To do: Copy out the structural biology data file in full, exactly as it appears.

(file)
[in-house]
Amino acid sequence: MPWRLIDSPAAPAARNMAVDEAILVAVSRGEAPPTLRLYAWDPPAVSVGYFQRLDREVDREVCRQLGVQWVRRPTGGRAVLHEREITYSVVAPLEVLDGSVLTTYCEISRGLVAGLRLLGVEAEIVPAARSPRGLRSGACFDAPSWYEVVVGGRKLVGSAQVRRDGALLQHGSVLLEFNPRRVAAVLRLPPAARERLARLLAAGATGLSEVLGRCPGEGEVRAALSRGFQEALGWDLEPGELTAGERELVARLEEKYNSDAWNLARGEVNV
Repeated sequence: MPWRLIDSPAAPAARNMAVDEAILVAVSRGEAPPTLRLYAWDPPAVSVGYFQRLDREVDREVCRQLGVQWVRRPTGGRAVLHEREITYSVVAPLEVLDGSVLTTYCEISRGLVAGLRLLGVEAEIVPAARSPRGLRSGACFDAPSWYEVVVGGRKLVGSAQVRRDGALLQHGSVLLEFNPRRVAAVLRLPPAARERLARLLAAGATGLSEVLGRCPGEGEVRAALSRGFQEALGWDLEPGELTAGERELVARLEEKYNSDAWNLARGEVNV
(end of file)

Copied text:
[in-house]
Amino acid sequence: MPWRLIDSPAAPAARNMAVDEAILVAVSRGEAPPTLRLYAWDPPAVSVGYFQRLDREVDREVCRQLGVQWVRRPTGGRAVLHEREITYSVVAPLEVLDGSVLTTYCEISRGLVAGLRLLGVEAEIVPAARSPRGLRSGACFDAPSWYEVVVGGRKLVGSAQVRRDGALLQHGSVLLEFNPRRVAAVLRLPPAARERLARLLAAGATGLSEVLGRCPGEGEVRAALSRGFQEALGWDLEPGELTAGERELVARLEEKYNSDAWNLARGEVNV
Repeated sequence: MPWRLIDSPAAPAARNMAVDEAILVAVSRGEAPPTLRLYAWDPPAVSVGYFQRLDREVDREVCRQLGVQWVRRPTGGRAVLHEREITYSVVAPLEVLDGSVLTTYCEISRGLVAGLRLLGVEAEIVPAARSPRGLRSGACFDAPSWYEVVVGGRKLVGSAQVRRDGALLQHGSVLLEFNPRRVAAVLRLPPAARERLARLLAAGATGLSEVLGRCPGEGEVRAALSRGFQEALGWDLEPGELTAGERELVARLEEKYNSDAWNLARGEVNV